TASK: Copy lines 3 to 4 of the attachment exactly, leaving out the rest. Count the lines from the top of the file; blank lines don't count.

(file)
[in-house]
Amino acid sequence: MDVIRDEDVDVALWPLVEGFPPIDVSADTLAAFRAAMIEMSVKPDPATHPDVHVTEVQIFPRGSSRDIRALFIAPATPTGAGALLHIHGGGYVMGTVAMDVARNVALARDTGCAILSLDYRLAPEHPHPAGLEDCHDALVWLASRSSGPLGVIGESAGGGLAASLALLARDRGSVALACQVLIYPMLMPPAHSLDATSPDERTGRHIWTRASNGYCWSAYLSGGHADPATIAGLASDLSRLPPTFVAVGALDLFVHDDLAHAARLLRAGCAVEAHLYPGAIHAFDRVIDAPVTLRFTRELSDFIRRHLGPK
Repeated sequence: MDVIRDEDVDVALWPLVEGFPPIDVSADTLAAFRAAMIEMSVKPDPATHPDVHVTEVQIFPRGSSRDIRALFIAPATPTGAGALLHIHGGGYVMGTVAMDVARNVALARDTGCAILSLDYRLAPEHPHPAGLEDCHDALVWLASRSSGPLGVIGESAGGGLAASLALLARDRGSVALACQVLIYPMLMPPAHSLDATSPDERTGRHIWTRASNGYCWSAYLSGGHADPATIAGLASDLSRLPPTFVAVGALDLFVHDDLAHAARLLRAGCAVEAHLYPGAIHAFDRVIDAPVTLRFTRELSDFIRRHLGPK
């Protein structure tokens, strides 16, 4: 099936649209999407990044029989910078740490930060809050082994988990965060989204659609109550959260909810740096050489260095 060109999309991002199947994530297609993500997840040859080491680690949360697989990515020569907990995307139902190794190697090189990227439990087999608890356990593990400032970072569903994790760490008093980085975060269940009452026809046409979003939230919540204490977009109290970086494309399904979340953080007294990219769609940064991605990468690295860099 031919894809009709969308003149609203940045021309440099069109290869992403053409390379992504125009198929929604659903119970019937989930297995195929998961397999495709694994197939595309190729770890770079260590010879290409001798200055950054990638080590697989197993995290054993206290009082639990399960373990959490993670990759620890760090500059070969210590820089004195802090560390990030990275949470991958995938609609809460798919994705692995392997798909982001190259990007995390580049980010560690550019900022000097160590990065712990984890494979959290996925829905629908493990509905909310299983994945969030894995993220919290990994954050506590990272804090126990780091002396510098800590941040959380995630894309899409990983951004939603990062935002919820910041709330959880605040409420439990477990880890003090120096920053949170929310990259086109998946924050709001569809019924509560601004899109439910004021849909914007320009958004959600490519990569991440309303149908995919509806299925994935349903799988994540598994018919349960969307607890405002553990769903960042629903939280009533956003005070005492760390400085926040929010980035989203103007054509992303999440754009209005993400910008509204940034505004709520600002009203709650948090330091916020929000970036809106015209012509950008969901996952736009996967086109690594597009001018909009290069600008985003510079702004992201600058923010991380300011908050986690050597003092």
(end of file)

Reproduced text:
Repeated sequence: MDVIRDEDVDVALWPLVEGFPPIDVSADTLAAFRAAMIEMSVKPDPATHPDVHVTEVQIFPRGSSRDIRALFIAPATPTGAGALLHIHGGGYVMGTVAMDVARNVALARDTGCAILSLDYRLAPEHPHPAGLEDCHDALVWLASRSSGPLGVIGESAGGGLAASLALLARDRGSVALACQVLIYPMLMPPAHSLDATSPDERTGRHIWTRASNGYCWSAYLSGGHADPATIAGLASDLSRLPPTFVAVGALDLFVHDDLAHAARLLRAGCAVEAHLYPGAIHAFDRVIDAPVTLRFTRELSDFIRRHLGPK
């Protein structure tokens, strides 16, 4: 099936649209999407990044029989910078740490930060809050082994988990965060989204659609109550959260909810740096050489260095 060109999309991002199947994530297609993500997840040859080491680690949360697989990515020569907990995307139902190794190697090189990227439990087999608890356990593990400032970072569903994790760490008093980085975060269940009452026809046409979003939230919540204490977009109290970086494309399904979340953080007294990219769609940064991605990468690295860099 031919894809009709969308003149609203940045021309440099069109290869992403053409390379992504125009198929929604659903119970019937989930297995195929998961397999495709694994197939595309190729770890770079260590010879290409001798200055950054990638080590697989197993995290054993206290009082639990399960373990959490993670990759620890760090500059070969210590820089004195802090560390990030990275949470991958995938609609809460798919994705692995392997798909982001190259990007995390580049980010560690550019900022000097160590990065712990984890494979959290996925829905629908493990509905909310299983994945969030894995993220919290990994954050506590990272804090126990780091002396510098800590941040959380995630894309899409990983951004939603990062935002919820910041709330959880605040409420439990477990880890003090120096920053949170929310990259086109998946924050709001569809019924509560601004899109439910004021849909914007320009958004959600490519990569991440309303149908995919509806299925994935349903799988994540598994018919349960969307607890405002553990769903960042629903939280009533956003005070005492760390400085926040929010980035989203103007054509992303999440754009209005993400910008509204940034505004709520600002009203709650948090330091916020929000970036809106015209012509950008969901996952736009996967086109690594597009001018909009290069600008985003510079702004992201600058923010991380300011908050986690050597003092």